Iran-backed Houthi rebels in Yemen launched another attack against Saudi Arabia early on Thursday. They struck an oil processing facility near the Red Sea city of Jeddah, despite repeated U.S. appeals for an end to such operations.
Houthi spokesperson Yahya Saree said on Twitter that the group had hit a Saudi state-owned Aramco facility in Jeddah using a Quds-2 missile. Saree posted a satellite image that appeared to be of Aramco’s North Jeddah Bulk Plant, where the company stores oil products in tanks. This was the same facility that came under Houthi attack in November.
The Houthis—officially called Ansarallah—also said they attacked an airbase in Saudi Arabia’s southwest using a drone. The official Saudi Press agency tweeted that the kingdom intercepted a “ballistic missile fired by the terrorist Houthi militia” towards Jazan on the Red Sea coast close to the border with Yemen.
The Houthis, who are armed and supported by Saudi Arabia’s arch-rival Iran, are intensifying cross-border attacks as President Joe Biden tries to find a diplomatic solution to the long-running war and the humanitarian crisis it has spawned.
Saudi Arabia has been fighting the Houthis on behalf of the deposed Yemeni government since 2015. The Saudi-led coalition has been receiving weapons, logistics and intelligence support from the U.S. for the war. But Biden said last month he would end all American backing for the conflict; part of his promised re-evaluation of ties with the authoritarian Saudi royal family.
The attack came soon after the emergence of reports suggesting that senior U.S. officials had met with Houthi leaders as part of their efforts to end the war. Reuters reported that U.S. Yemen envoy Timothy Lenderking met with the chief Houthi negotiator Mohammed Abdusalam in the Omani capital Muscat on February 26.
The Biden administration reversed the Houthi terrorist designation put in place by former President Donald Trump in his last days in office. Aid groups warned that the decision would have made negotiations more difficult and exacerbated the humanitarian crisis in Yemen, where millions are at risk of starvation.
But Biden’s diplomatic push also included new sanctions against Houthi leaders accused of overseeing attacks on Saudi Arabia. On Tuesday, the State Department said the U.S. “has made clear our commitment to promoting accountability for Ansarallah’s malign and aggressive actions, which include exacerbating conflict in Yemen.”
The war in Yemen plays into the wider regional contest between Iran and the U.S. and its allies. Biden came to office planning to end the war in Yemen and stabilize relations with Tehran, with the revival of the Joint Comprehensive Plan of Action (JCPOA) nuclear deal at the heart of his strategy.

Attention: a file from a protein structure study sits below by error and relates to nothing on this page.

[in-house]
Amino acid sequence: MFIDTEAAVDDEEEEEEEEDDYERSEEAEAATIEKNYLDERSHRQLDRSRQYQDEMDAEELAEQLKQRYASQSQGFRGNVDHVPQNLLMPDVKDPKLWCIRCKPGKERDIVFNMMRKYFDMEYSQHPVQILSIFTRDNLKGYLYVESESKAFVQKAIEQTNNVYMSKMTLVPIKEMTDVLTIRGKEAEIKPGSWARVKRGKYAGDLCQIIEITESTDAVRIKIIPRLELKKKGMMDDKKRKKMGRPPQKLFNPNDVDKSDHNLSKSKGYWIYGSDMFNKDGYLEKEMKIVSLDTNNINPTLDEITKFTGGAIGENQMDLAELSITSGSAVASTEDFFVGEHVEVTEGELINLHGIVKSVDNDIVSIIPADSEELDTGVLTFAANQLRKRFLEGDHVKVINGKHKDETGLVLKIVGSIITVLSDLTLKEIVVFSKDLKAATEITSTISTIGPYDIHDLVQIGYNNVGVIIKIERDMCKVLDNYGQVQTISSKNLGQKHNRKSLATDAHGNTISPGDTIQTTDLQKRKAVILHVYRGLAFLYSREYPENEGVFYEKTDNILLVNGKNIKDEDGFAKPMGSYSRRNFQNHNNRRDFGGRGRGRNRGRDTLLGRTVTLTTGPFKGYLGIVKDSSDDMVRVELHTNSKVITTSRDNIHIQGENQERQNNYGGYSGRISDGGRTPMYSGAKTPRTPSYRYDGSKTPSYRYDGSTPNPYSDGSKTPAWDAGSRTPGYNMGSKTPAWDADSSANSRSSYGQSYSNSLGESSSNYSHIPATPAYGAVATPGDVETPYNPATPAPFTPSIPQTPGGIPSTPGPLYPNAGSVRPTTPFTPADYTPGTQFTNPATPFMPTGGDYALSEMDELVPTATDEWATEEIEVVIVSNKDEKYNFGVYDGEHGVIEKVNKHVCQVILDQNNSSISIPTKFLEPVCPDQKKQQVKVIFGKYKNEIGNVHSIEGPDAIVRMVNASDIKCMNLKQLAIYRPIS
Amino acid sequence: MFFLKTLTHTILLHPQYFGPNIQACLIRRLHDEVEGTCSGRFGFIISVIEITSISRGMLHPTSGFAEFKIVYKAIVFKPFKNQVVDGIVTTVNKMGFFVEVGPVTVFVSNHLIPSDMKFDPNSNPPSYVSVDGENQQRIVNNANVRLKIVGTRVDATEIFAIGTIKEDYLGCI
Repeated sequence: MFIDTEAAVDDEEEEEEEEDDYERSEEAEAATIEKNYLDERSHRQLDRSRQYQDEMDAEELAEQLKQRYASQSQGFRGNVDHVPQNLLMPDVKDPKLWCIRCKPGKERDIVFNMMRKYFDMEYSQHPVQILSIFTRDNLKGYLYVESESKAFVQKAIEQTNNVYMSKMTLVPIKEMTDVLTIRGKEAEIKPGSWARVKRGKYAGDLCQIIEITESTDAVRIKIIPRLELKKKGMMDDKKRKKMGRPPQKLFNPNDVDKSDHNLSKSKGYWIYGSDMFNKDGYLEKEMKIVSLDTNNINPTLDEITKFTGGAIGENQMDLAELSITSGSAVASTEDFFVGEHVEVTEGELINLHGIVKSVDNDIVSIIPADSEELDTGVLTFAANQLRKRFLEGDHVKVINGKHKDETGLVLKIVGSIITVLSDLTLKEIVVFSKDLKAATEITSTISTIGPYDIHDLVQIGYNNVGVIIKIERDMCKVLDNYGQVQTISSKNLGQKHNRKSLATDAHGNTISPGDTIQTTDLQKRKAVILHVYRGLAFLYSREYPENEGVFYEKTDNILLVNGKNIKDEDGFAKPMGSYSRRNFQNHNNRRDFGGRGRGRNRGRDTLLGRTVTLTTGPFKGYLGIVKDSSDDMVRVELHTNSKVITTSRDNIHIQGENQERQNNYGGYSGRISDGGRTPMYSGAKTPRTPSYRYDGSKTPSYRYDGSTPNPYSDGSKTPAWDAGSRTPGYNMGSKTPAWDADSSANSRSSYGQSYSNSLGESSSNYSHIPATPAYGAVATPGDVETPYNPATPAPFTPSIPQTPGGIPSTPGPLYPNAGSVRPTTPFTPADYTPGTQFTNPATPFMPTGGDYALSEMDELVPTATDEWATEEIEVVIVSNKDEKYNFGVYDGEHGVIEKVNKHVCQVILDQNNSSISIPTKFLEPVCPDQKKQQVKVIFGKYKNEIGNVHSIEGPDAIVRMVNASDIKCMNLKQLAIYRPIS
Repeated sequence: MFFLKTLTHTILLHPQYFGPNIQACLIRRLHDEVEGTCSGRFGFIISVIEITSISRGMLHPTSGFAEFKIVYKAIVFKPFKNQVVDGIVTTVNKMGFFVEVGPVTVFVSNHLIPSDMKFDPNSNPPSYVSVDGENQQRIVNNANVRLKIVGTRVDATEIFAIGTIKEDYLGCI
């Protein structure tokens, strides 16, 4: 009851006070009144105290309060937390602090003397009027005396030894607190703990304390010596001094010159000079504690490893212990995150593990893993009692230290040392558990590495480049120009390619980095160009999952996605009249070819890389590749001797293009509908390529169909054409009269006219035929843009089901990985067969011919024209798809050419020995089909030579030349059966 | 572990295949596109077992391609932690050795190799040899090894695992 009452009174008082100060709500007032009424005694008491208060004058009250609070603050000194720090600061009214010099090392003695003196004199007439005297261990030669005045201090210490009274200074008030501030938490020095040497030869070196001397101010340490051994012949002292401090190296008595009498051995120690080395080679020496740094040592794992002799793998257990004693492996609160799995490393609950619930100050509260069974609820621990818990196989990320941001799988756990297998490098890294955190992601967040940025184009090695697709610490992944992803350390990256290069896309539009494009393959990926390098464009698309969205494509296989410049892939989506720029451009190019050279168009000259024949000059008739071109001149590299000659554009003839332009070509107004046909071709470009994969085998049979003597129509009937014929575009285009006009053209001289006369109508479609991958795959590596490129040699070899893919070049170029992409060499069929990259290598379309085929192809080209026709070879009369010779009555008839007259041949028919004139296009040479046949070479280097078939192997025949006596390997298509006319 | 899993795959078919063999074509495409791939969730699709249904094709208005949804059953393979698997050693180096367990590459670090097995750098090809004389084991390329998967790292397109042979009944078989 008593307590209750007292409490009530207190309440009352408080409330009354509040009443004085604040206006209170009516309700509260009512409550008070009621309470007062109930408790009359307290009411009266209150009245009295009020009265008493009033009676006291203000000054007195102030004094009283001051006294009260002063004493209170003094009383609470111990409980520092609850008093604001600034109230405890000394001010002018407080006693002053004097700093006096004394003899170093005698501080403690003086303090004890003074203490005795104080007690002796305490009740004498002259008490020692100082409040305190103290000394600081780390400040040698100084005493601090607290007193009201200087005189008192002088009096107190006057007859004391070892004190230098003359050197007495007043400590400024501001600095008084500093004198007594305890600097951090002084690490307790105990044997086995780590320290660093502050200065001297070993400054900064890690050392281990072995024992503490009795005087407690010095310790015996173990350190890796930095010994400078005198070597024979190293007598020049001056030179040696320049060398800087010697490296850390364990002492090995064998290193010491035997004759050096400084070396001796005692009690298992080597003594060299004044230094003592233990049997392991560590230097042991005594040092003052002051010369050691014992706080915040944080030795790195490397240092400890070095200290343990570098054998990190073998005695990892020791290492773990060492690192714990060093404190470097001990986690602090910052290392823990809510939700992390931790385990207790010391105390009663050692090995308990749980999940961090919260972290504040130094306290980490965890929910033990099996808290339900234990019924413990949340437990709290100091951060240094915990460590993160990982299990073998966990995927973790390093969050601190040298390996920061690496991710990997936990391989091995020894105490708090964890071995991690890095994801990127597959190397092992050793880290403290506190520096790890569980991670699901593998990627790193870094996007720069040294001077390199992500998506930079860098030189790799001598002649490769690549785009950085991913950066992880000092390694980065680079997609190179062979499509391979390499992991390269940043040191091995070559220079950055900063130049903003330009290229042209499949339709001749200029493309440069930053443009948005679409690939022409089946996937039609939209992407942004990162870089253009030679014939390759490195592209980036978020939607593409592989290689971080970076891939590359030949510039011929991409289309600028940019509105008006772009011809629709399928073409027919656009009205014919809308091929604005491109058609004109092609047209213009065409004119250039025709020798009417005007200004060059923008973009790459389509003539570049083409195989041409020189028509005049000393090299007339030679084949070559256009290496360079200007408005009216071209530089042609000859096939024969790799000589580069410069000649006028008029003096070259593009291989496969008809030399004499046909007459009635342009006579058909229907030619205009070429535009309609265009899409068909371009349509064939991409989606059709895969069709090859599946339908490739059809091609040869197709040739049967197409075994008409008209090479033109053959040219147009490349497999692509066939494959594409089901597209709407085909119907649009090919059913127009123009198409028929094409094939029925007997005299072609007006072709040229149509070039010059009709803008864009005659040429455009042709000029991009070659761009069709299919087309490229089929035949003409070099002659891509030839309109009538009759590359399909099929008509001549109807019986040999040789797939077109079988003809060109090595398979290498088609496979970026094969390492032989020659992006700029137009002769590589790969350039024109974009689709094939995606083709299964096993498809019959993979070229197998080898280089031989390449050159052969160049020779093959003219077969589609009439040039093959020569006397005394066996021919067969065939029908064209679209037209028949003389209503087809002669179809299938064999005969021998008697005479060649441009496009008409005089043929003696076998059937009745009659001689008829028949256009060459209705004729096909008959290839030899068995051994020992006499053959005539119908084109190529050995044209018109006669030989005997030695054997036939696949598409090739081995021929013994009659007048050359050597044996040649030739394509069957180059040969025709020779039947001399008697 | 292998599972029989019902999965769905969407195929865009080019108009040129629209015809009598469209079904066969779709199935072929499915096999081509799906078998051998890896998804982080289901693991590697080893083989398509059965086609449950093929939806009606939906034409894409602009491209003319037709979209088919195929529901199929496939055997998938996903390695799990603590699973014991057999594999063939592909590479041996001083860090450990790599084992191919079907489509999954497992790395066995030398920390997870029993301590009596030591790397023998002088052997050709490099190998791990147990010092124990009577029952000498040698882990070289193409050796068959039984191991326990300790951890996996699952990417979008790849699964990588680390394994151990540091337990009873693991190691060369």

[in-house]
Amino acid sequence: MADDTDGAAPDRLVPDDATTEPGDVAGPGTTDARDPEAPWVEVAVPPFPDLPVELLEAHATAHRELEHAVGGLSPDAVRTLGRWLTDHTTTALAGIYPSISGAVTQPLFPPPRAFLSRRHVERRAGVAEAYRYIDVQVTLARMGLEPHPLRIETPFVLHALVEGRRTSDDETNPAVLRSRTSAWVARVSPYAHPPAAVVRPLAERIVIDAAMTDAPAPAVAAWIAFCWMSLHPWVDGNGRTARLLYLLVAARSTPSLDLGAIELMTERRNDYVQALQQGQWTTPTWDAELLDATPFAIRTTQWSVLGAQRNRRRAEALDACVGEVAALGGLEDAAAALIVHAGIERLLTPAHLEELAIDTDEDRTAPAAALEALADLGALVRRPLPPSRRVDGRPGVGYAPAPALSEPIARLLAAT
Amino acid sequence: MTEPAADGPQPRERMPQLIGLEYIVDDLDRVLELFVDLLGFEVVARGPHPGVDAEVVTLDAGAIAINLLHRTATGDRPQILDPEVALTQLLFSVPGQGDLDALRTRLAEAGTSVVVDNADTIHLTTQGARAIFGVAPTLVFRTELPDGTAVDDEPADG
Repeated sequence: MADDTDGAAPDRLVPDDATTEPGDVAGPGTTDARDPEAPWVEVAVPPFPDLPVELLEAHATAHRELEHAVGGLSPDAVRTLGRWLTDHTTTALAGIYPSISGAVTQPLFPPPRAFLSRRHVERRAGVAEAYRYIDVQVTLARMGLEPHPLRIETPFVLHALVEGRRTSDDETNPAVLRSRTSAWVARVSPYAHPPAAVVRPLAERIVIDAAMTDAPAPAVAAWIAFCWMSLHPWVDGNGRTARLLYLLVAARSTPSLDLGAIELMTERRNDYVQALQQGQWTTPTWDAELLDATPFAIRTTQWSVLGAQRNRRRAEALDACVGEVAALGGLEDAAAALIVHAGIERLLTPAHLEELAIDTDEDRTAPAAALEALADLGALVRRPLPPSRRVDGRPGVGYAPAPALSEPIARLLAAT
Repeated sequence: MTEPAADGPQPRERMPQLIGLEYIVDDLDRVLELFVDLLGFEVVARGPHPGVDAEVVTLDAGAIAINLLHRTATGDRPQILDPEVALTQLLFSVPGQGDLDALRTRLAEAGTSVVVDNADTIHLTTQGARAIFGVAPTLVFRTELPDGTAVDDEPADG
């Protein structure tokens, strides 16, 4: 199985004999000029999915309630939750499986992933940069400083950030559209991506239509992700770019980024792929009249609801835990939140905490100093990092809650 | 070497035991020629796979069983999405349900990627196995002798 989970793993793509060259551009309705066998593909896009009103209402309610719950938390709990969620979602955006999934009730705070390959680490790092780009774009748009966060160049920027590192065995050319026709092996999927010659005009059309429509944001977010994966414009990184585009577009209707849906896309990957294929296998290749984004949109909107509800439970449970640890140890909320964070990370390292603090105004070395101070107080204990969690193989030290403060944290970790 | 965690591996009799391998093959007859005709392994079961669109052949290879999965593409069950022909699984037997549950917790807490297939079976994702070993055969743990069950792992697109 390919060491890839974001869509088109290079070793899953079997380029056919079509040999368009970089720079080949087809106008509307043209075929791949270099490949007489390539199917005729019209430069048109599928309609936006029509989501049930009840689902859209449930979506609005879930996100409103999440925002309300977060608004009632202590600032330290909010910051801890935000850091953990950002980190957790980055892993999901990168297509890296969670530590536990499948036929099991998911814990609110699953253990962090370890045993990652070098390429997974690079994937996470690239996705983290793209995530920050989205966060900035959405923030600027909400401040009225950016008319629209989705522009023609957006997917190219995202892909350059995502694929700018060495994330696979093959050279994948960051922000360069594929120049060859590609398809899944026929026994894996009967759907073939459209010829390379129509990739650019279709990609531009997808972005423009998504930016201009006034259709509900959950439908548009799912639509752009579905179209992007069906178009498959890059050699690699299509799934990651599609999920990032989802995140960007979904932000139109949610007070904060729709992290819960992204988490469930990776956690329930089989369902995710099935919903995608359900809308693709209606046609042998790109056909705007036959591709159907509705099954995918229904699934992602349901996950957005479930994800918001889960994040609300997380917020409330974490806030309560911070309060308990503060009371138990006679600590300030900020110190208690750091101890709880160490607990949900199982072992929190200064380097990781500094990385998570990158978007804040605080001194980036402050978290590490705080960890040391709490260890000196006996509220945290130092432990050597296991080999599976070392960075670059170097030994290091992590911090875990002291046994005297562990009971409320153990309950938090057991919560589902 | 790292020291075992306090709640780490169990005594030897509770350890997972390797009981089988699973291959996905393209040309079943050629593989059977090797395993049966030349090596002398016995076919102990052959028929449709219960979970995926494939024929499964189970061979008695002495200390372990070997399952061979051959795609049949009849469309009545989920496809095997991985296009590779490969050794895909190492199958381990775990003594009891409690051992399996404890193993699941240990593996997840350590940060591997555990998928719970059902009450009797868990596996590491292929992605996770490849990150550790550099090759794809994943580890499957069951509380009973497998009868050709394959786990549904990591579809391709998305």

Both the Biden administration and Tehran have said they are committed to returning to compliance with the accord, though are stuck in a standoff over which side makes the first move. Iran wants Biden to lift Trump-era sanctions before it scales back its nuclear program, but the White House says it will not give any sanctions relief until Iran complies fully with the JCPOA.
Meanwhile, Iran-aligned Iraqi militias are maintaining a drumbeat of attacks on American and allied interests in Iraq, where Tehran has spent decades cultivating massive influence over the war-torn nation.
In the past month, militants have launched rockets at American forces at the Erbil International Airport in Iraqi Kurdistan and the Ain Al Asad airbase in western Iraq. One civilian contractor was killed in the Erbil attack, with several Americans wounded. One American civilian contractor died of a heart attack during the Ain Al Asad attack this week.
The Biden administration is juggling its goal to revive the JCPOA with the need to deter further attacks on American troops and U.S. allies in the region.
The Erbil attack prompted a U.S. airstrike on Iran-allied Iraqi militia groups in Syria, in what the Pentagon said was designed to stop subsequent tit-for-tat operations. But this week’s rocket barrage on Ain Al Asad suggests the militias are not yet willing to back down.
Meanwhile, Iran is also embroiled in low-intensity conflict with Israel, which routinely launches airstrikes against Iranian positions in Syria seeking to roll back Tehran’s influence in the splintered nation.
This week, Israel blamed Iran for an attack on an Israeli-owned vessel in the Gulf of Oman, a vital strategic waterway where Tehran has previously harassed and attacked shipping to put pressure on the U.S. and its allies.
America’s regional allies are largely united in opposition to the JCPOA, and observers have suggested that nations like Israel might take unilateral action to undermine the deal even as Biden seeks to revive it.
Israeli Prime Minister Benjamin Netanyahu said last month that his country would “do everything so [Iran is not] armed with nuclear weapons,” adding it would act “with or without an agreement” if required.
The post Iran Allies Escalate Attacks Despite Joe Biden Diplomacy, Sanctions appeared first on Newsweek.